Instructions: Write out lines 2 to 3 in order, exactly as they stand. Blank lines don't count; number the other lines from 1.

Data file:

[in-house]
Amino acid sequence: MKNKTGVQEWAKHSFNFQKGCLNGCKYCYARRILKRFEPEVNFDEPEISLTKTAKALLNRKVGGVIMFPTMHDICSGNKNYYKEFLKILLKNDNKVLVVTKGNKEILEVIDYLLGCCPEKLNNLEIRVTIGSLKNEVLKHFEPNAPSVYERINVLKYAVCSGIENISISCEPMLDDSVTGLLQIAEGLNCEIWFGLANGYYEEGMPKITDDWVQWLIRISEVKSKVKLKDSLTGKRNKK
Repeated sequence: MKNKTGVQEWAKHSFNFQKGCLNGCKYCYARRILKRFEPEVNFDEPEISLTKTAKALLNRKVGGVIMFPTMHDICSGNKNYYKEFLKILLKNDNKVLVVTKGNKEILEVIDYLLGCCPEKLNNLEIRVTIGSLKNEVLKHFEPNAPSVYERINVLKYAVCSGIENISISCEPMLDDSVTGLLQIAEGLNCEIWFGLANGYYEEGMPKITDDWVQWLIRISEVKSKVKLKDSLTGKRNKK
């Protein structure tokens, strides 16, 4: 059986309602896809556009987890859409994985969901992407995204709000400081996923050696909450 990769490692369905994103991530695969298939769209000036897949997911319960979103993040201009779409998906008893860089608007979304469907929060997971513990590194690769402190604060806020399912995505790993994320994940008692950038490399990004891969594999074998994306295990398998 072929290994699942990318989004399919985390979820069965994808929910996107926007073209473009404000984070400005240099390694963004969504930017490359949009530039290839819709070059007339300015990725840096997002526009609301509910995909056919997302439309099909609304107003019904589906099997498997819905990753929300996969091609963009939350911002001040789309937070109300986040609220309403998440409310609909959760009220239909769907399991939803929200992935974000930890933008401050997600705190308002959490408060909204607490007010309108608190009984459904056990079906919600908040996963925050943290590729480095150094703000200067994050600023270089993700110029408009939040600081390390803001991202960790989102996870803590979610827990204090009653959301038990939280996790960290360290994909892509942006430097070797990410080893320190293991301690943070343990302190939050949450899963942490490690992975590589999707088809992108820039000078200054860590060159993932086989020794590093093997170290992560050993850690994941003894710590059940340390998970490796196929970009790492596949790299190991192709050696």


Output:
Amino acid sequence: MKNKTGVQEWAKHSFNFQKGCLNGCKYCYARRILKRFEPEVNFDEPEISLTKTAKALLNRKVGGVIMFPTMHDICSGNKNYYKEFLKILLKNDNKVLVVTKGNKEILEVIDYLLGCCPEKLNNLEIRVTIGSLKNEVLKHFEPNAPSVYERINVLKYAVCSGIENISISCEPMLDDSVTGLLQIAEGLNCEIWFGLANGYYEEGMPKITDDWVQWLIRISEVKSKVKLKDSLTGKRNKK
Repeated sequence: MKNKTGVQEWAKHSFNFQKGCLNGCKYCYARRILKRFEPEVNFDEPEISLTKTAKALLNRKVGGVIMFPTMHDICSGNKNYYKEFLKILLKNDNKVLVVTKGNKEILEVIDYLLGCCPEKLNNLEIRVTIGSLKNEVLKHFEPNAPSVYERINVLKYAVCSGIENISISCEPMLDDSVTGLLQIAEGLNCEIWFGLANGYYEEGMPKITDDWVQWLIRISEVKSKVKLKDSLTGKRNKK